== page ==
Q: I was reading that scene in Tess of the D’Urbervilles where the newlywed Tess suggests to her husband, Angel, that they separate because a rape in her past may “somewhen” come between them. Why did “somewhen” fall out of favor while “somewhere,” “sometime,” and “somehow” survived?
A: You can find the adverb “somewhen” in some contemporary dictionaries, but it’s one of those words that never quite caught on. It’s out there, but you find it mostly in 19th-century literature.
Pat came across it for the first time in another Victorian novel she read two or three years ago. Here’s the passage, from George Meredith’s The Egoist (1879):
“ ‘I’ll debate on it with Willoughby.’ ‘This afternoon?’ ‘Somewhen, before the dinner-bell. I cannot tie myself to the minute-hand of the clock, my dear child.’ ”
The Oxford English Dictionary defines “somewhen” as meaning “at some (indefinite or unknown) time; sometime or other.”
Most standard dictionaries don’t have entries for “somewhen,” even those that include such archaic words as “somewise” and “somewhither.” (More about those later.)
There are exceptions, however. Merriam-Webster’s Collegiate Dictionary (11th ed.), the big Merriam-Webster Unabridged, and the Collins English Dictionary all have entries for “somewhen.”
The dictionaries define it more or less similarly: “sometime,” “at some time or other,” “at some indefinite or unknown time,” etc.
If people rarely use “somewhen” today, that’s probably because they prefer “sometime,” which means the same thing. When they do produce a “somewhen,” it’s nearly always used semi-humorously or for deliberate effect.
“Somewhen” was first recorded in the late 13th century, according to OED citations. But that early usage (spelled “somwanne”) appears to be an oddity, since the word then dropped out of sight for almost six hundred years.
The word next showed up in the 1800s. And then, as the Oxford editors explain, “somewhen” became a common 19th-century term, usually “coupled with somewhere or somehow.”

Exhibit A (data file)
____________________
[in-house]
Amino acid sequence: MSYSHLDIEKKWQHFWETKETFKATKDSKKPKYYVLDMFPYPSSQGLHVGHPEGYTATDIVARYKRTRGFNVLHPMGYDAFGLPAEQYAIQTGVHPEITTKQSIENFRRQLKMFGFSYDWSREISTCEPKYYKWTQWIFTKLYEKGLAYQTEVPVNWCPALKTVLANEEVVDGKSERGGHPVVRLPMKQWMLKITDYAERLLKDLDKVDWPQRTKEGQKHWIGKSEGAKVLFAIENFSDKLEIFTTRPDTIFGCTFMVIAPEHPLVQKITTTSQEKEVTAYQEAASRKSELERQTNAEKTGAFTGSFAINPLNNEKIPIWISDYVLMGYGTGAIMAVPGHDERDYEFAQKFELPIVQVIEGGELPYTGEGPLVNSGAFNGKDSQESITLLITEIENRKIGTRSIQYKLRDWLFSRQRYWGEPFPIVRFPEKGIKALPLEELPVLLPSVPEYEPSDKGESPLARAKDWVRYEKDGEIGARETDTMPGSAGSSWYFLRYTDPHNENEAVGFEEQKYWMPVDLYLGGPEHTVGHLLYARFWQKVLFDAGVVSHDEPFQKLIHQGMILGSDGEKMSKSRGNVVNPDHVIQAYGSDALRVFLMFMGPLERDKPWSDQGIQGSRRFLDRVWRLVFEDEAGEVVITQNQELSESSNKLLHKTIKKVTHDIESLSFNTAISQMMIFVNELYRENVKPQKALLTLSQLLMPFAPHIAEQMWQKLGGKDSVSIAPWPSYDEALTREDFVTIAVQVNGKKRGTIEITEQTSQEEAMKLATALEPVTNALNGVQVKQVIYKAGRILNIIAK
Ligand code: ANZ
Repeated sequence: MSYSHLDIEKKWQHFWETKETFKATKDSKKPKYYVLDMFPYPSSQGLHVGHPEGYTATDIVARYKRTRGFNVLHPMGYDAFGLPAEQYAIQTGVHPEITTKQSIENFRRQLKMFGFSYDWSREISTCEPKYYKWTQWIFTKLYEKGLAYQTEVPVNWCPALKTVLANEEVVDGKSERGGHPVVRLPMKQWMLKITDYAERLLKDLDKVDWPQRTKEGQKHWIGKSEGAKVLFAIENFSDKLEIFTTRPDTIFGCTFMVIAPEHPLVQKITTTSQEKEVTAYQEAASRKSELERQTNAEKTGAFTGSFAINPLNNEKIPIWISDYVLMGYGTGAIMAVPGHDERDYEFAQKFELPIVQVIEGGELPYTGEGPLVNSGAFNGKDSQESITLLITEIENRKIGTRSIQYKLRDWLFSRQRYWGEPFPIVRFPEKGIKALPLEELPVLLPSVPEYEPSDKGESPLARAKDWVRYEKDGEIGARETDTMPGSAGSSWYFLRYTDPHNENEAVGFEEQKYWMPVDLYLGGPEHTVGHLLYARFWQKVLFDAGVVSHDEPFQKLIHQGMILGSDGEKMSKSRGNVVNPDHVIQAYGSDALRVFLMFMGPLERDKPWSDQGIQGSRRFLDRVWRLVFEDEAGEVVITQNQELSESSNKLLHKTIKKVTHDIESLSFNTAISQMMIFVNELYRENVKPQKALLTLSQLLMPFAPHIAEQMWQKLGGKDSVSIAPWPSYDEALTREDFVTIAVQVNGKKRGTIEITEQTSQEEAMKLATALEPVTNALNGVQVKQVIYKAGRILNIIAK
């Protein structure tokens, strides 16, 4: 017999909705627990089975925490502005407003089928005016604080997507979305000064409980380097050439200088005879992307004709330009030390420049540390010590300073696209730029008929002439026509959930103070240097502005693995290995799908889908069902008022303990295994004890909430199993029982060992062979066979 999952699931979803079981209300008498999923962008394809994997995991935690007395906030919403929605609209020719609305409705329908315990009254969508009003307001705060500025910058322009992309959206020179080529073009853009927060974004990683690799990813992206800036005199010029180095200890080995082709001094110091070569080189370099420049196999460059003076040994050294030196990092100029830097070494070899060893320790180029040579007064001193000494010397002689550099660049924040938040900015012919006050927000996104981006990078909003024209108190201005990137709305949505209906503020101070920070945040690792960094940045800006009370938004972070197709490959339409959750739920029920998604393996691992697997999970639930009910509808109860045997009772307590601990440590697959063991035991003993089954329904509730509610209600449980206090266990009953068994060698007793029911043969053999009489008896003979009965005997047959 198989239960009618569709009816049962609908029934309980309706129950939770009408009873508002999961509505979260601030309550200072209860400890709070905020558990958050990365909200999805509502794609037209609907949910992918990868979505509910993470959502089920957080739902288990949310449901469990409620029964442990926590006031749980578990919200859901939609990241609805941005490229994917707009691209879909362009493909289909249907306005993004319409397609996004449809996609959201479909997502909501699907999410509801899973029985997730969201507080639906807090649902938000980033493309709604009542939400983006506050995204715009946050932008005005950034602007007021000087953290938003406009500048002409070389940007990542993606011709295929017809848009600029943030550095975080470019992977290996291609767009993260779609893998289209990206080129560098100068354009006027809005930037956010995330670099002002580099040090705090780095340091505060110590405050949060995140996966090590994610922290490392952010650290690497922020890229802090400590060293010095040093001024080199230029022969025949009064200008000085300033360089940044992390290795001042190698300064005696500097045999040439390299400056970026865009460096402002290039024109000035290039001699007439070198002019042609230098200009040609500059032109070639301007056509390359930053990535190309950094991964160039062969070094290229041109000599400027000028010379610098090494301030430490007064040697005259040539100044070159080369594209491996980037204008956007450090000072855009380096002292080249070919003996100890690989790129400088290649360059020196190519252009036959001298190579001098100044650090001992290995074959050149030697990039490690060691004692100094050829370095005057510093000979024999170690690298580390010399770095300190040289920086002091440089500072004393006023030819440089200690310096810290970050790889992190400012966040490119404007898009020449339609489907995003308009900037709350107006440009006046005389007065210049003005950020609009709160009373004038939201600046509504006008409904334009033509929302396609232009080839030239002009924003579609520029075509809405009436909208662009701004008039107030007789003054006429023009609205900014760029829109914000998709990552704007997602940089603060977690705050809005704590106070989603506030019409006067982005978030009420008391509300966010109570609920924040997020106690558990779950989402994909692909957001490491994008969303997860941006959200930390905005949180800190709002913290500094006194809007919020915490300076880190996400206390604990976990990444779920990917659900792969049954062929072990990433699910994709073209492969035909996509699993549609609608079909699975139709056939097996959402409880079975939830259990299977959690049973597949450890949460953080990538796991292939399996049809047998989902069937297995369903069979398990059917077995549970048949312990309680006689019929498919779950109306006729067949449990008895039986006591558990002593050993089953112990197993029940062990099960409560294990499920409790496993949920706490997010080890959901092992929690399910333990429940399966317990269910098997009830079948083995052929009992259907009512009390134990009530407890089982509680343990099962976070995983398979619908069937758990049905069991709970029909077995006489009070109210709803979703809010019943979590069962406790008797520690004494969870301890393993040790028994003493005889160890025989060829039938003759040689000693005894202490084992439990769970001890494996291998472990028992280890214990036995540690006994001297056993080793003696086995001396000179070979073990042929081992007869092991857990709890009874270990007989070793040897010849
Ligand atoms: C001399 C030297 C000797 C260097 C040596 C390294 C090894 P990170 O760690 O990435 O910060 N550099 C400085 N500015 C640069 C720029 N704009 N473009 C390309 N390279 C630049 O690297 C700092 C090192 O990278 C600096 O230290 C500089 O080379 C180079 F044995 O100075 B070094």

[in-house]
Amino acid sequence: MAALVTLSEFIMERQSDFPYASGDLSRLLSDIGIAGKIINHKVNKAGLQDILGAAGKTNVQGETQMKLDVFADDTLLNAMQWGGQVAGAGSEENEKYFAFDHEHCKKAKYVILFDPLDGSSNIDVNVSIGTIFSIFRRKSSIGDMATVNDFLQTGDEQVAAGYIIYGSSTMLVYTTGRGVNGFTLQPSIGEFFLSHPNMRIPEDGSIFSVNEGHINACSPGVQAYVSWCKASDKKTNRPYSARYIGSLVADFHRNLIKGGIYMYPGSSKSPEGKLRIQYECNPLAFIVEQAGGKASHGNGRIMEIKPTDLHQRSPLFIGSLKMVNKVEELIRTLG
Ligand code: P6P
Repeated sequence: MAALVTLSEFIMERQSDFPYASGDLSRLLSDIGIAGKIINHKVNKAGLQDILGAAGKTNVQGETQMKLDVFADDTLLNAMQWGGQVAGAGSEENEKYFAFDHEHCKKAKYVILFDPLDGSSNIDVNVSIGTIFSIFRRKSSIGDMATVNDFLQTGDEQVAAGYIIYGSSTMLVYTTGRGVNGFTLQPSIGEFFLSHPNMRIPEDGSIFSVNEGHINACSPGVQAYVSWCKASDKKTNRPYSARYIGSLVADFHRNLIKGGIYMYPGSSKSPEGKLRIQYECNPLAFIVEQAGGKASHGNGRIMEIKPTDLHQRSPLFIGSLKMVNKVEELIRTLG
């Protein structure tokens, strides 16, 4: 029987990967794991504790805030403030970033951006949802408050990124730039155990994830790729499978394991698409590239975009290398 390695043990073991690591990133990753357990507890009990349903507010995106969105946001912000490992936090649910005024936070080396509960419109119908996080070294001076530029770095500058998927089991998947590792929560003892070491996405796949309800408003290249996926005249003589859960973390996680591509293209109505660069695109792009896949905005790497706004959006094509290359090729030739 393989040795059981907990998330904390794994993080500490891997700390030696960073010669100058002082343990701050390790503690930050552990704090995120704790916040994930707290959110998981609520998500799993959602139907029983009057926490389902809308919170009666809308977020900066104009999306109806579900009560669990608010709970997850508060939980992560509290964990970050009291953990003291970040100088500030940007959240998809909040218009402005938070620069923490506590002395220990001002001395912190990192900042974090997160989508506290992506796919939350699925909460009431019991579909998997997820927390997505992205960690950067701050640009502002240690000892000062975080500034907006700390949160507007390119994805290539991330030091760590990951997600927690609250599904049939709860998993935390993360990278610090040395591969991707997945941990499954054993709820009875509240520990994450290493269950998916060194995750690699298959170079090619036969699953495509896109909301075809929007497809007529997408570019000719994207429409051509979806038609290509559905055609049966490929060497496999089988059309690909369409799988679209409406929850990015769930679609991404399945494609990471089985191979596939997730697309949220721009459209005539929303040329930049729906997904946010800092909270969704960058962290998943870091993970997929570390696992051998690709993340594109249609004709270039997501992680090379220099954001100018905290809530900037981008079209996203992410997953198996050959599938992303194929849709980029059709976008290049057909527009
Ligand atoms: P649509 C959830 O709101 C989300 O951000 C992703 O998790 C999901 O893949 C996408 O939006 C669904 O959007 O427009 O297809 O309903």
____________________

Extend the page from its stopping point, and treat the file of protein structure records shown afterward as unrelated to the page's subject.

The earliest 19th-century example we’ve found in our own searches is from 1827, when the English author Caroline Fry used “somewhen” in a piece of short fiction she wrote for her monthly periodical, The Assistant of Education.
In Fry’s story, the narrator describes travelers in a coach, “engaged in such conversation as takes place between strangers, who have somewhere and somewhen performed the ceremony of introduction.”
The OED’s earliest example in modern English is from a letter written in 1833 by John Stuart Mill: “I shall write out my thoughts more at length somewhere, and somewhen, probably soon.”
The fact that Mill used italics for the “when” indicates that he didn’t consider this an ordinary compound but rather a droll variation on “somewhere.”
This OED citation, from Charles Kingsley’s novel The Water-Babies (1863), also uses “somewhen” alongside similar compounds: “Some folks can’t help hoping … that they may have another chance, to make things fair and even, somewhere, somewhen, somehow.”
And this one, from William Dwight Whitney’s The Life and Growth of Language (1875), does the same: “Spoken somewhere and somewhen in the past.”
In our own searches of various databases, nearly all the examples we found paired “somewhen” with similar words.